The Monitor came in Saturday night and proceeded up past the Minnesota. The rebel steamers Jamestown and Yorktown were not iron-plated, or at any rate, only partially so. They came down in the daylight, making for the Minnesota, but to their surprise found the Monitor ready to receive them. On Sunday morning the Monitor moved close up to the Merrimac, and, side by side, engaged her for four hours and twenty minutes. Once the Merrimac dashed her iron prow squarely against the Monitor, but did not injure that vessel in the least. The Monitor in turn determined to try her force in a similar operation, but in some unaccountable manner the wheel or other steering apparatus became entangled, it is said, and the Monitor rushed by, just missing her aim. Capt. Worden is confident that he put three shot through the hull of his antagonist — probably through the ports. The Monitor fired one hundred and seventy-eight pound cast-iron shot. The wrought-iron shot were not used, because their great weight and peculiar construction renders the guns much more liable to burst. The Merrimac fired about forty shots on the Monitor, which replied rapidly as possible, but, so far as it is known, neither vessel is damaged. Those on board the Monitor say the balls rattled and rang upon both vessels, and seemed to bound off harmless. The Merrimac is probably not injured, at least more than the starting of a plate or so of her iron covering, and her machinery being uninjured, she is probably fit to come out again. It is impossible to keep the Merrimac from coming out. She can sail three knots an hour faster than the Monitor. From her evolutions, I should judge she can go at the rate of eight or nine knots per hour. It is impossible to board the Merrimac. Should she come out again, she will be obliged to pass within range of the Union gun at the Rip Raps, and a shot from it might perhaps crush her sides, but it is very difficult to manage so heavy a piece of artillery, and the Union gun, in all probability, might be fired fifty times without touching her. I do not think the Merrimac is calculated to carry much coal, and that might have been a reason for her retiring from the contest. The Monitor perhaps might follow up the rebel steamers and disable them, but if she gets among the rebel batteries a heavy fire might be concentrated on her from different points, and she be thus injured, or possibly she might be grappled to and towed ashore. These and other reasons may suffice to show why the Monitor did not follow among the batteries of Craney Island and Norfolk. Gen. Wool, I understand, has ordered all the women and children away from Fortress Monroe, in anticipation of the Merrimac's reappearance.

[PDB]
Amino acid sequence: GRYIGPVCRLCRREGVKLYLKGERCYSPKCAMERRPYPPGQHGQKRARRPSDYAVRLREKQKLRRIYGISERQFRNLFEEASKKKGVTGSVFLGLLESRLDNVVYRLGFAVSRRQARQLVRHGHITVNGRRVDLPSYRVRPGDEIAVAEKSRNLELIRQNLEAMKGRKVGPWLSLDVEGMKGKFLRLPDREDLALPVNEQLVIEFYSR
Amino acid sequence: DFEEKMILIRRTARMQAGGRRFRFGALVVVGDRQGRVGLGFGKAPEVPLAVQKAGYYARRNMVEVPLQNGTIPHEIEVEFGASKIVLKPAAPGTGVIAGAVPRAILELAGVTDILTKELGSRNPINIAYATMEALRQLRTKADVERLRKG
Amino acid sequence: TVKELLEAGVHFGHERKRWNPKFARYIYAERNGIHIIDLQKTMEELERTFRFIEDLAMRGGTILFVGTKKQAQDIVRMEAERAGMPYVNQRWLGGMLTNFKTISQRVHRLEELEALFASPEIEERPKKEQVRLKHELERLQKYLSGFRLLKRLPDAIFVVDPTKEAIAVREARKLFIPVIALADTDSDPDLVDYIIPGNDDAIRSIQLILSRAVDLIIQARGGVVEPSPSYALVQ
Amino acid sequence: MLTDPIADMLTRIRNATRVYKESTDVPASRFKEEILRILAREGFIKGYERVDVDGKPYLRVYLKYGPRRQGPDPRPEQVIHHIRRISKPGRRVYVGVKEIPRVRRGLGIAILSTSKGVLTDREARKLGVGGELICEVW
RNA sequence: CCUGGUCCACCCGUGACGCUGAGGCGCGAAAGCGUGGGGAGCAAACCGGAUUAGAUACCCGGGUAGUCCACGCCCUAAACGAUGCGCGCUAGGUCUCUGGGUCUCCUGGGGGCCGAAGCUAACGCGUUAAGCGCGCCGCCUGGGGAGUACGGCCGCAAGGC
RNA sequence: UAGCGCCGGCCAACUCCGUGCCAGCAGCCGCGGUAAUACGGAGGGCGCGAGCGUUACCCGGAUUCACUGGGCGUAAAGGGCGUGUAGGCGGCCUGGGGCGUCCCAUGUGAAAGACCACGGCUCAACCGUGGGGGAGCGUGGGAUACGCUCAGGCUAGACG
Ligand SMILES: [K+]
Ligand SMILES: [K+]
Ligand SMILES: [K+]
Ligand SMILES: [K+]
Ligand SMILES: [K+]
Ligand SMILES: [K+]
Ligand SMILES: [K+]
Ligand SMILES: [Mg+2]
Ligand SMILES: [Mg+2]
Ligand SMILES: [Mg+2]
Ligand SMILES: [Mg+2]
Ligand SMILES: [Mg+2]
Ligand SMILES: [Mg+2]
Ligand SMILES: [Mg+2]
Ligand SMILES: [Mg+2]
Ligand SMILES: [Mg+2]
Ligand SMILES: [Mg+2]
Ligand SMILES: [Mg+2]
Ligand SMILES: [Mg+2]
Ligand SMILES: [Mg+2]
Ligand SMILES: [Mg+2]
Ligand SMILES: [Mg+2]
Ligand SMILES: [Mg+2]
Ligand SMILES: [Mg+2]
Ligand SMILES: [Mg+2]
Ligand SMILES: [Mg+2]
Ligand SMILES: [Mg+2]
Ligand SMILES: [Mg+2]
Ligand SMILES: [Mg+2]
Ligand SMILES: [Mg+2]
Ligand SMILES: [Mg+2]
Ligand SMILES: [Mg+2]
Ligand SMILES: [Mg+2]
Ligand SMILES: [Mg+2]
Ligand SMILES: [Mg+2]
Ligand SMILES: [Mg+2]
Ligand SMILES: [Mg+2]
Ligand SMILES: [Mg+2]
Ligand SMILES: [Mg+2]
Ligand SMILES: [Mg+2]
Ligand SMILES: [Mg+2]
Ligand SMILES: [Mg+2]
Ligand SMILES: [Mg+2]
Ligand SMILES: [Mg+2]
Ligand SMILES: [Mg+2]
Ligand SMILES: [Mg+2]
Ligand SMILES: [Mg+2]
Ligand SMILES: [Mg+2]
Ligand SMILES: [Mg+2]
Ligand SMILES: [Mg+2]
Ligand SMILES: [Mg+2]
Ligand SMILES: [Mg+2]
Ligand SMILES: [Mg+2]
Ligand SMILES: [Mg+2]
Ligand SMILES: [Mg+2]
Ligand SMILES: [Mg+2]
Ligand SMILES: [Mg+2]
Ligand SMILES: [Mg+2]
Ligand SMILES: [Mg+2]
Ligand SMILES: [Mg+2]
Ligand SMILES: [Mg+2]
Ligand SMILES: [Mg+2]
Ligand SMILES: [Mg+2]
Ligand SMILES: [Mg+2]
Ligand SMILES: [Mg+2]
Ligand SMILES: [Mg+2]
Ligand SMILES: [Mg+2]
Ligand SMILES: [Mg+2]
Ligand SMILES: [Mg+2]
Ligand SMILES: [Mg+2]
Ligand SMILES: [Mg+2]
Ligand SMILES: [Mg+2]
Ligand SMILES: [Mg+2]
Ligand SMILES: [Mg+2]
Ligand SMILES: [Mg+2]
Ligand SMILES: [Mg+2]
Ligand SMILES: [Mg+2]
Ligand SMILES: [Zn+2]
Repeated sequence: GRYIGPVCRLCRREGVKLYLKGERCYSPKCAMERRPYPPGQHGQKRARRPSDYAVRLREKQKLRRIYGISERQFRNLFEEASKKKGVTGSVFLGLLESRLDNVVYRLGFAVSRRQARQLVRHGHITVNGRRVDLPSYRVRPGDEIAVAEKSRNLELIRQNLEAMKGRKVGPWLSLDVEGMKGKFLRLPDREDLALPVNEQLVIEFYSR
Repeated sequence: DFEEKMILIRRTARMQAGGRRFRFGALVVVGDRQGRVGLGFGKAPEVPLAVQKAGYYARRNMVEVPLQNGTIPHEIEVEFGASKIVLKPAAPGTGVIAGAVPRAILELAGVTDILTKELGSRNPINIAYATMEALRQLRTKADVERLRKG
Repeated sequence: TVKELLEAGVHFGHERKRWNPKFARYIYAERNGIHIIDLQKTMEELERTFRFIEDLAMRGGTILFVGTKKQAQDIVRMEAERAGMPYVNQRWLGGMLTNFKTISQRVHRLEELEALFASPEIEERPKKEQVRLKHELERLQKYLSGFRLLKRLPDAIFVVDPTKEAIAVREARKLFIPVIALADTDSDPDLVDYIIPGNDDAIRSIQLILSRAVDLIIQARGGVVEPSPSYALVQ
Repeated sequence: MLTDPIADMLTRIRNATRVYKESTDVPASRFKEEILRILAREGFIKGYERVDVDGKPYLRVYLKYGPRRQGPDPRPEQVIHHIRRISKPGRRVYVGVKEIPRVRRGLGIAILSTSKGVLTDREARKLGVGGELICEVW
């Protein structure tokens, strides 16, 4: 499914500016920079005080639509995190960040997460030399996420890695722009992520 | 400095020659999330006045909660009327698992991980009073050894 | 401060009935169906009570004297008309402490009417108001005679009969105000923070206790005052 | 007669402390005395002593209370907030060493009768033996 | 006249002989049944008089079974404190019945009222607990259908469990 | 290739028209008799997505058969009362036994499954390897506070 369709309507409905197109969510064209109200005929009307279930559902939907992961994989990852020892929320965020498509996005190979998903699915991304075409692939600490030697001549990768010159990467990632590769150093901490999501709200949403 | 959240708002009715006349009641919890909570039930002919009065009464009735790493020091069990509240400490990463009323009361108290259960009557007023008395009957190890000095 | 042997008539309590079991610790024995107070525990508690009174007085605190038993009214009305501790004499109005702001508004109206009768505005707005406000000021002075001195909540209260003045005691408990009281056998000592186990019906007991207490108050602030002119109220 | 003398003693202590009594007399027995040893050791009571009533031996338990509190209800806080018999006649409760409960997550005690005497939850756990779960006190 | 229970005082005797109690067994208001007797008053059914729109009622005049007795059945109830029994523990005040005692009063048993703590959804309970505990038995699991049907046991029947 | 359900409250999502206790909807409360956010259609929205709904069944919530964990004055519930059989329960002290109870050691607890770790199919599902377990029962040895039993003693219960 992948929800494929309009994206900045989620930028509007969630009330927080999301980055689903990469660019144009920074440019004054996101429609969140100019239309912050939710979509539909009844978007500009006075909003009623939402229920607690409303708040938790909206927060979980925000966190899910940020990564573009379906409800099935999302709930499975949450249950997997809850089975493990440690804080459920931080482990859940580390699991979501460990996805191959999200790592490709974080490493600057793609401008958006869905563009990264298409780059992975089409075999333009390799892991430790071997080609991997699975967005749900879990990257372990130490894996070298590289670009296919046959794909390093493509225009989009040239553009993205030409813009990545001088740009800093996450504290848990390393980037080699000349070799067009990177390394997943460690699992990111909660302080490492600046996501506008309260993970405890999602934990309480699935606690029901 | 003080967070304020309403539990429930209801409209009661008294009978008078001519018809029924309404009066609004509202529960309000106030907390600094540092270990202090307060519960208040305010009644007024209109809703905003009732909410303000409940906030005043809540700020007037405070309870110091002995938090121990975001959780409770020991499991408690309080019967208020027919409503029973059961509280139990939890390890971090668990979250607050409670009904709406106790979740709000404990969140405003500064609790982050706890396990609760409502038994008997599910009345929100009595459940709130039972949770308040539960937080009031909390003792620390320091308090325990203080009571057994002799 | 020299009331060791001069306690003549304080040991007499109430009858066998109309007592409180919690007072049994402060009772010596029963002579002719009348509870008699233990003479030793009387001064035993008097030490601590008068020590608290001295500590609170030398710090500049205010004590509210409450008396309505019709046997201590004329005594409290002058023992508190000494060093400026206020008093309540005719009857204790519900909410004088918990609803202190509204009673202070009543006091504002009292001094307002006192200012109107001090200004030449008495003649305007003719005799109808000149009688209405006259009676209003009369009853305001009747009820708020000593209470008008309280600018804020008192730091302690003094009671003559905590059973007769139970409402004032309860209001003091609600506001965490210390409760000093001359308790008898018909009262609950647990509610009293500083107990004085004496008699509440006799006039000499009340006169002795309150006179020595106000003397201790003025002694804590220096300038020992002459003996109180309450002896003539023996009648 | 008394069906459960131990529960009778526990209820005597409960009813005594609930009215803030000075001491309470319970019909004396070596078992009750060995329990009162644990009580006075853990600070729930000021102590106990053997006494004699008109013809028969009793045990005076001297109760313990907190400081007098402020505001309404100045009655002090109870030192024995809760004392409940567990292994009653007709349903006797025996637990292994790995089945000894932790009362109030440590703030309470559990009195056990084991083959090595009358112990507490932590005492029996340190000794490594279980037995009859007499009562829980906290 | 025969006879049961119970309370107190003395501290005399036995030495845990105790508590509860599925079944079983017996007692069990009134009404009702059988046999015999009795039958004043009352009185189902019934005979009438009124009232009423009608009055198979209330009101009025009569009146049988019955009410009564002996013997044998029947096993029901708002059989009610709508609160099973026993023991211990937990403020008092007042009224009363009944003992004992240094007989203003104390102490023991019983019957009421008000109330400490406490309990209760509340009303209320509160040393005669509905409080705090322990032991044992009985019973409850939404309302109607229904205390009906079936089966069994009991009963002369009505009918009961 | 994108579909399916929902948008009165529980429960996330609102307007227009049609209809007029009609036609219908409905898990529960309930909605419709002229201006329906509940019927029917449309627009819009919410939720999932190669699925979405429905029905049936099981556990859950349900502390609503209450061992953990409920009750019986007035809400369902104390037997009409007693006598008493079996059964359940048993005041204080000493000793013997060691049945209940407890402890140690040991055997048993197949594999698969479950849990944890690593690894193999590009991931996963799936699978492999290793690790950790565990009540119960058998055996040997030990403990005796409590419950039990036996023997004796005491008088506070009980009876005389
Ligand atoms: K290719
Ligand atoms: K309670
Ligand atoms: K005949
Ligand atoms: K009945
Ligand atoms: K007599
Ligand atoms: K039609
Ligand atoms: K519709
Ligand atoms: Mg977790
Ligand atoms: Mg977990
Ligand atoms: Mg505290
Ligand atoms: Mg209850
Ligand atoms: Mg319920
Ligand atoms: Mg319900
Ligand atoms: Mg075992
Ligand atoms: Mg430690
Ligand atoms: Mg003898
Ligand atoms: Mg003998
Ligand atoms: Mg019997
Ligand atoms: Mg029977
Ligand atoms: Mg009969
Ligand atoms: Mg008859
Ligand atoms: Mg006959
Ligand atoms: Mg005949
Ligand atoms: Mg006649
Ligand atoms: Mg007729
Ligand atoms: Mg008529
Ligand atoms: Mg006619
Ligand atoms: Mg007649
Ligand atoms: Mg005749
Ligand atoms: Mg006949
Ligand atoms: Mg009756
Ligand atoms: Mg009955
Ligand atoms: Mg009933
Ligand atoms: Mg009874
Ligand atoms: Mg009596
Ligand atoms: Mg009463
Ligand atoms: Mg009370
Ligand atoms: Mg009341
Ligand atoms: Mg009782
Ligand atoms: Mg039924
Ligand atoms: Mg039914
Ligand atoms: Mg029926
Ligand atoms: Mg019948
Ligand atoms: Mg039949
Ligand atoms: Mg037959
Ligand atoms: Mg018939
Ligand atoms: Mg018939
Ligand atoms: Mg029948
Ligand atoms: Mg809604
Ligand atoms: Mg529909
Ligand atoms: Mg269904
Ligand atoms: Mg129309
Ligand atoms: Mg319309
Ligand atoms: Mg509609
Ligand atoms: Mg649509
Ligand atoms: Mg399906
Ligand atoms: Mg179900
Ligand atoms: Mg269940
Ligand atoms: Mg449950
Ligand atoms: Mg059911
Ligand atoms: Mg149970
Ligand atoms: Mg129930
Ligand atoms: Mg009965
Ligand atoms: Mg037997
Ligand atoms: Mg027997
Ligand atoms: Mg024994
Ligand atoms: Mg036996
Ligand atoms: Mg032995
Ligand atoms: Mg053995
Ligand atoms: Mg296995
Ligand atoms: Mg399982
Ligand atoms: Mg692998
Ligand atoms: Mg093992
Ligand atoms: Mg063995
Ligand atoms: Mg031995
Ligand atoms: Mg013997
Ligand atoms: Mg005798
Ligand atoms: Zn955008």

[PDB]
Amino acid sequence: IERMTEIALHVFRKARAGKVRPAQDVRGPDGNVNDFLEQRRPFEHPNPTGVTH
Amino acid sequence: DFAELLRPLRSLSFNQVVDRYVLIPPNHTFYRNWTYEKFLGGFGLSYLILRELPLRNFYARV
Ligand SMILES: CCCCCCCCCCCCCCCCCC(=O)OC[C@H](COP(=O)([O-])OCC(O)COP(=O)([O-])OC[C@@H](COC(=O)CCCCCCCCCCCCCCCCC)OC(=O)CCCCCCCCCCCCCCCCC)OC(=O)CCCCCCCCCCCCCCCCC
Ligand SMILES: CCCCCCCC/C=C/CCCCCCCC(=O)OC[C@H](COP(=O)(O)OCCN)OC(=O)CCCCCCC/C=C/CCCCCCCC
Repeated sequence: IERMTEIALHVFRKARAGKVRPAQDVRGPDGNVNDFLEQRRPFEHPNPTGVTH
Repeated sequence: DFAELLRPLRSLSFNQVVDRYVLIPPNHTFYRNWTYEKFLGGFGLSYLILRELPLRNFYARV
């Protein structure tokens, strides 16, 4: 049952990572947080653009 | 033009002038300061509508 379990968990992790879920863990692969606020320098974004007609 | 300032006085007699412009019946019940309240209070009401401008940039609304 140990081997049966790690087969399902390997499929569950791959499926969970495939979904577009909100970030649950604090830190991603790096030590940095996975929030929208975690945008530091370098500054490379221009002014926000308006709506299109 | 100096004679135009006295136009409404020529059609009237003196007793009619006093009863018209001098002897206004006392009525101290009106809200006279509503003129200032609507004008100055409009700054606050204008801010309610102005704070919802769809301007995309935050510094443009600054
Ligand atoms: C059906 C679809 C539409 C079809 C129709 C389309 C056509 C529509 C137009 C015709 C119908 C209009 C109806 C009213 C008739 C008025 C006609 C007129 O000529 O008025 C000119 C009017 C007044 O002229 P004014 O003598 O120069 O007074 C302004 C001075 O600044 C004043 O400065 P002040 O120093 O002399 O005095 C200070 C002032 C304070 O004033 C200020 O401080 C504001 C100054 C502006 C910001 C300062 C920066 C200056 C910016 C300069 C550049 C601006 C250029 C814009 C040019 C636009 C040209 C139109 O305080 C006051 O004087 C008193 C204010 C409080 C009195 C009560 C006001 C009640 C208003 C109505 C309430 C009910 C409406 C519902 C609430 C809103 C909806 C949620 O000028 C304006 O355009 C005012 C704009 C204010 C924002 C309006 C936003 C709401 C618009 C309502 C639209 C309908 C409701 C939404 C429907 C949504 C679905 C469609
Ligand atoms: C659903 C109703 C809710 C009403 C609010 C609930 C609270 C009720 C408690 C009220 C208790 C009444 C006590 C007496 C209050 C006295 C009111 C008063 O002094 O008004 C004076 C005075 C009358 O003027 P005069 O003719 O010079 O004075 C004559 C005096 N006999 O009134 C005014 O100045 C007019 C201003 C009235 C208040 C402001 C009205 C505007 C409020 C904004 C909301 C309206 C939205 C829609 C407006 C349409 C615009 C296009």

During all Sunday morning, while the battle was raging between the two iron-clad vessels, the high cliffs at Newport News and vicinity were crowded with spectators, earnestly watching the progress of the fight.

Baltimore American account.

The Merrimac made her appearance, coming out from Elizabeth River about noon on Saturday. She stood directly across the roads toward Newport News. As soon as she was made out and her direction ascertained, the crews were beat to quarters on both the Cumberland and Congress, and preparations made for what was felt to be an almost hopeless fight, but the determination to make it as desperate as possible. The Merrimac kept straight on, making, according to the best estimates, about eight miles an hour. As she passed the mouth of Nansemond River, the Congress threw the first shot at her, which was immediately answered. The Merrimac passed the Congress, discharging a broadside at her, (one shell from which killed and disabled every man except one at gun No. Ten,) and kept on toward the Cumberland, which she approached at full speed, striking her on the port side near the bow,